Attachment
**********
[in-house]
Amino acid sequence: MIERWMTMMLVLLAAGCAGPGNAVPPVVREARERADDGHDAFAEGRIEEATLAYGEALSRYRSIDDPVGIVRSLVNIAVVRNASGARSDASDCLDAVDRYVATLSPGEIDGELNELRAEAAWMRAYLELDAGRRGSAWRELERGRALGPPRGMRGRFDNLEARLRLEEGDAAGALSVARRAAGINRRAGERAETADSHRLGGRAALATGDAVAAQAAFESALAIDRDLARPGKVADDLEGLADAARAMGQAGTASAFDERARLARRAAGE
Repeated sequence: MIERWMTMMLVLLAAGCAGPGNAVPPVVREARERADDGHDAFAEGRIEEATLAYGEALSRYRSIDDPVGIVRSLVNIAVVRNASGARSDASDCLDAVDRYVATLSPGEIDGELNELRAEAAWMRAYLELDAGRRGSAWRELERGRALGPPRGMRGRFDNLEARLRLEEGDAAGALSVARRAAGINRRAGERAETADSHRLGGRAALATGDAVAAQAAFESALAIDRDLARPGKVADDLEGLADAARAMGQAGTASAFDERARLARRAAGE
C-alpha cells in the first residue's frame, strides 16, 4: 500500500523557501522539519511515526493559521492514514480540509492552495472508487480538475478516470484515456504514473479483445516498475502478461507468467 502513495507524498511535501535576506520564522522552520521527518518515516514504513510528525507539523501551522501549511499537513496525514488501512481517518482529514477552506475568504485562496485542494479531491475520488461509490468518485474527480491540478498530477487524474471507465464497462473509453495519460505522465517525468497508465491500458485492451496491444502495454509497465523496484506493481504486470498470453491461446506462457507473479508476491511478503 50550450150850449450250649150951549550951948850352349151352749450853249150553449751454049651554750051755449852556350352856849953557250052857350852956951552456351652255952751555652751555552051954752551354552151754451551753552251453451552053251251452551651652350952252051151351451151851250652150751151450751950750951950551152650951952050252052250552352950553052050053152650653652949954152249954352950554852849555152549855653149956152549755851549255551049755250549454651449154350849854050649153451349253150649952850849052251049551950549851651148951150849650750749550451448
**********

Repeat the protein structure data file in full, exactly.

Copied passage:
[in-house]
Amino acid sequence: MIERWMTMMLVLLAAGCAGPGNAVPPVVREARERADDGHDAFAEGRIEEATLAYGEALSRYRSIDDPVGIVRSLVNIAVVRNASGARSDASDCLDAVDRYVATLSPGEIDGELNELRAEAAWMRAYLELDAGRRGSAWRELERGRALGPPRGMRGRFDNLEARLRLEEGDAAGALSVARRAAGINRRAGERAETADSHRLGGRAALATGDAVAAQAAFESALAIDRDLARPGKVADDLEGLADAARAMGQAGTASAFDERARLARRAAGE
Repeated sequence: MIERWMTMMLVLLAAGCAGPGNAVPPVVREARERADDGHDAFAEGRIEEATLAYGEALSRYRSIDDPVGIVRSLVNIAVVRNASGARSDASDCLDAVDRYVATLSPGEIDGELNELRAEAAWMRAYLELDAGRRGSAWRELERGRALGPPRGMRGRFDNLEARLRLEEGDAAGALSVARRAAGINRRAGERAETADSHRLGGRAALATGDAVAAQAAFESALAIDRDLARPGKVADDLEGLADAARAMGQAGTASAFDERARLARRAAGE
C-alpha cells in the first residue's frame, strides 16, 4: 500500500523557501522539519511515526493559521492514514480540509492552495472508487480538475478516470484515456504514473479483445516498475502478461507468467 502513495507524498511535501535576506520564522522552520521527518518515516514504513510528525507539523501551522501549511499537513496525514488501512481517518482529514477552506475568504485562496485542494479531491475520488461509490468518485474527480491540478498530477487524474471507465464497462473509453495519460505522465517525468497508465491500458485492451496491444502495454509497465523496484506493481504486470498470453491461446506462457507473479508476491511478503 50550450150850449450250649150951549550951948850352349151352749450853249150553449751454049651554750051755449852556350352856849953557250052857350852956951552456351652255952751555652751555552051954752551354552151754451551753552251453451552053251251452551651652350952252051151351451151851250652150751151450751950750951950551152650951952050252052250552352950553052050053152650653652949954152249954352950554852849555152549855653149956152549755851549255551049755250549454651449154350849854050649153451349253150649952850849052251049551950549851651148951150849650750749550451448